Fees and charges on variable products tend to be somewhat higher than on traditional products because of the additional expenses of registering the contracts with the Securities and Exchange Commission and the additional administration, record keeping, and reporting responsibilities associated with the products. In contrast with traditional life products, the securities laws require extensive disclosure of fees and charges in the offering prospectus. VL and VUL policies have two broad classes of fees—charges to the policy and charges to the cash value account. Because of differences in the way insurers handle premiums and face amounts in VL and VUL policies, some of these fees and charges are treated differently in each type of policy.
Charges to VL Policies
Charges to VL policies include sales loads, a one-time policy fee, annual administration charges, a state premium tax charge, a risk charge and, in some cases, switching fees.
Most companies levy sales loads (principally to pay commissions) in the first year of not more than 30 percent of the premium. The percentage generally is lower on higher-premium limited-pay policies than on lifetime pay policies. The sales load on premiums in the subsequent years typically grades down from a maximum of 10 percent in the second year to 7.5 percent or lower in later years. In general, SEC rules prohibit aggregate fees and charges from exceeding a reasonable amount in relation to the services provided and the risks assumed.
Policy fees generally range from $3 to $10 per $1,000 of guaranteed face amount. Annual administrative charges typically range from $5 to $70, often with a higher charge in the first year and lower charges in subsequent years. The premium tax charge varies by state but is usually about 2 to 2½ percent of each premium. Risk charges, which the companies assess to compensate for the risk that the insured may die when the death benefits are below the guaranteed amount, often are specified as a percentage of the premium, ranging from 1 to 3 percent. Alternatively, some companies compute the risk charge as a dollar amount per $1,000 of guaranteed face amount with charges generally ranging from $0.50 to $1.50 per thousand of face amount. Most companies permit one or more switches or transfers of money among the various accounts each year without fees. Insurers generally permit additional switches but the company usually charges from $5 to $30 for this service.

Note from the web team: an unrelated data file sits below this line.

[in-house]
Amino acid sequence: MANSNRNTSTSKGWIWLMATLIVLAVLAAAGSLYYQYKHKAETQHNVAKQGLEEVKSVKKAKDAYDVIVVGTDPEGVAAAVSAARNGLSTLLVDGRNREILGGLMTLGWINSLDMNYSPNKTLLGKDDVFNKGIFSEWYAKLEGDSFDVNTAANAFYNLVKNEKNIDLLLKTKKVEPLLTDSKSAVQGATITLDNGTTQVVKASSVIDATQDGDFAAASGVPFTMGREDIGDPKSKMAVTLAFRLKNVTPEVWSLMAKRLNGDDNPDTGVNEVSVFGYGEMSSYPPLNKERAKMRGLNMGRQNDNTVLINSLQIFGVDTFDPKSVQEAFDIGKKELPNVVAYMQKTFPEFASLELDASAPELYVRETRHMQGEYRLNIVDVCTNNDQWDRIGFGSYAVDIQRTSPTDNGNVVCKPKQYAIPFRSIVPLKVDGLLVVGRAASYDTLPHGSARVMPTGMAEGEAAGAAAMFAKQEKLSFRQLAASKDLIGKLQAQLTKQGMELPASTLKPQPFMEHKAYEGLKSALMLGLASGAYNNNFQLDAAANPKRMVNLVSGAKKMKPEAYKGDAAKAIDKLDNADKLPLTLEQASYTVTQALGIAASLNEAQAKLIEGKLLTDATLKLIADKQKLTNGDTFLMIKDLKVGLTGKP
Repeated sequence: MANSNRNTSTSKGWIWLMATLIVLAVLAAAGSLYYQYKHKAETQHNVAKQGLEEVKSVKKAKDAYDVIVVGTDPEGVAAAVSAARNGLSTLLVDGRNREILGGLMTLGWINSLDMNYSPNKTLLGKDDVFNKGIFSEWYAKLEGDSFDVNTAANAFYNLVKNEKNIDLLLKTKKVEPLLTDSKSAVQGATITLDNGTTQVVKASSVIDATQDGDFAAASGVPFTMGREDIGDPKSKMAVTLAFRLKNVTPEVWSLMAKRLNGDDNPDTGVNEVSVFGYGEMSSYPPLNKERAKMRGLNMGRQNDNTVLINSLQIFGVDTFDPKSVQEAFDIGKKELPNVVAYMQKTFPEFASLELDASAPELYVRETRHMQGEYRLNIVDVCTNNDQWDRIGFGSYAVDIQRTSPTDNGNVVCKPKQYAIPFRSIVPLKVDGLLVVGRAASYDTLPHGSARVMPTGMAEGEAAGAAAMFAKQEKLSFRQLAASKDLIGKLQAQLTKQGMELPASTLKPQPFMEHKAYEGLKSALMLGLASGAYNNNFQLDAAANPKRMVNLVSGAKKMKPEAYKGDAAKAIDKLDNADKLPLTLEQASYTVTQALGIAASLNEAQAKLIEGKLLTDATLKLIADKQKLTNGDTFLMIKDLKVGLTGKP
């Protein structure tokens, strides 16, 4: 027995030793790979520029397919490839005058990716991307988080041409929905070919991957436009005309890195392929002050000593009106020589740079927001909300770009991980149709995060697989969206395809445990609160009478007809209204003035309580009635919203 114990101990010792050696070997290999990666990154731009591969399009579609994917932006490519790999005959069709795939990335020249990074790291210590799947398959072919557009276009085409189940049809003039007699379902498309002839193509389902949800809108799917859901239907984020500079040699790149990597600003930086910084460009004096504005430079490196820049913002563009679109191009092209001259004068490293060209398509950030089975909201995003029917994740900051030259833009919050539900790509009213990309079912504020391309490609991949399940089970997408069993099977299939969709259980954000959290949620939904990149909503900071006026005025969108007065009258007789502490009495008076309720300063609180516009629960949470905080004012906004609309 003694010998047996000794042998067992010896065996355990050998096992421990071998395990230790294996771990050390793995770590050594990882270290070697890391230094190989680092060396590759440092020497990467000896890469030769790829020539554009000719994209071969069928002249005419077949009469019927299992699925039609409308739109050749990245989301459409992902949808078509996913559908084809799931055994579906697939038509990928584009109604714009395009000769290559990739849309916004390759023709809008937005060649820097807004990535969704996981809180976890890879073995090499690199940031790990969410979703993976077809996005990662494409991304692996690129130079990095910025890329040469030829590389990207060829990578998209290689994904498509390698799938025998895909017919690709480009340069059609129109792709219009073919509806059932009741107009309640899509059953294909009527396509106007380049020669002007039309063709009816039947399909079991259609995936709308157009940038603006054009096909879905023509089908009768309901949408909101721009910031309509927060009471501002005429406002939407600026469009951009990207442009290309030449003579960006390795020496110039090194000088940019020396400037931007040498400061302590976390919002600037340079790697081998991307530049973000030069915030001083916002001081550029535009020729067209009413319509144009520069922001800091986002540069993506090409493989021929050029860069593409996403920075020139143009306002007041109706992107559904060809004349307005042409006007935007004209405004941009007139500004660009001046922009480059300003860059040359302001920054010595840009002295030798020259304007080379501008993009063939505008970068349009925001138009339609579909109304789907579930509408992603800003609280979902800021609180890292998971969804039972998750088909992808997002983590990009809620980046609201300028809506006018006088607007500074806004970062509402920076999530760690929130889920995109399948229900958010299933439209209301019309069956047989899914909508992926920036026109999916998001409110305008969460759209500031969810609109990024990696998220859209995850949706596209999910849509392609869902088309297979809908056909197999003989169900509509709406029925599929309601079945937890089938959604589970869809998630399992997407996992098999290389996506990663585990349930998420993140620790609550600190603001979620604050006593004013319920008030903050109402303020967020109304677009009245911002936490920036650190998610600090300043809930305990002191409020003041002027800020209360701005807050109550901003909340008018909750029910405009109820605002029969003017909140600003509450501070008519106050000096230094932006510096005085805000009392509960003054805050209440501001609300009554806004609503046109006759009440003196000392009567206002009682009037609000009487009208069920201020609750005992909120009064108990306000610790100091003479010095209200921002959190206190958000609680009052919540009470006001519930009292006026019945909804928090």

Charges to the VL Cash Value Accounts
Charges to the cash value account include the cost of insurance (mortality charges), mortality and risk expense, and investment management fees and expenses.
Mortality charges are based on the company’s current mortality rate as applied to the net amount at risk (the difference between the death benefit and the cash value). Current mortality rates will vary depending on the company’s experience but the companies guarantee they will not exceed certain maximums at each age as specified in the contract. The mortality and risk expense charge is taken against each account within a policy for the risk that the insureds as a group will live for a shorter period of time than estimated and the risk that the administrative expenses will be greater than estimated. This charge usually ranges from 0.1 to 0.9 percent of the assets in the account. Management fees and expenses vary by the type of fund and the investment activity within the fund and are similar to those fees and expenses associated with mutual funds. For instance, money market funds, bond funds, and stock index funds have lower management fees and expenses than general stock funds, which also have lower fees and expenses than real estate funds and foreign stock and bond funds. Management fees typically range from 0.25 to 2 percent of the assets in the fund. Expenses, expressed as a percent of assets in the fund, similarly range from about 0.25 to 2 percent.
Charges to VUL Policies
Policy and account charges on VUL policies are similar to those on VL policies with the exception of the sales loads. Similar to regular universal life, VUL policies charge front-end and/or back-end loads or surrender charges to recoup commissions paid to the selling agent and the expense of issuing the policy. Most companies levy a surrender charge of up to 25 percent if policyowners withdraw money in the first year. The surrender charge generally declines in later years. Surrender charges often start declining yearly after about the fifth policy year or sooner and reach zero in from ten to twenty years. As a result of competition in the industry, the trend has been towards starting the phaseout of surrender charges sooner and more quickly.
Reproduced with permission. Copyright The National Underwriter Co. Division of ALM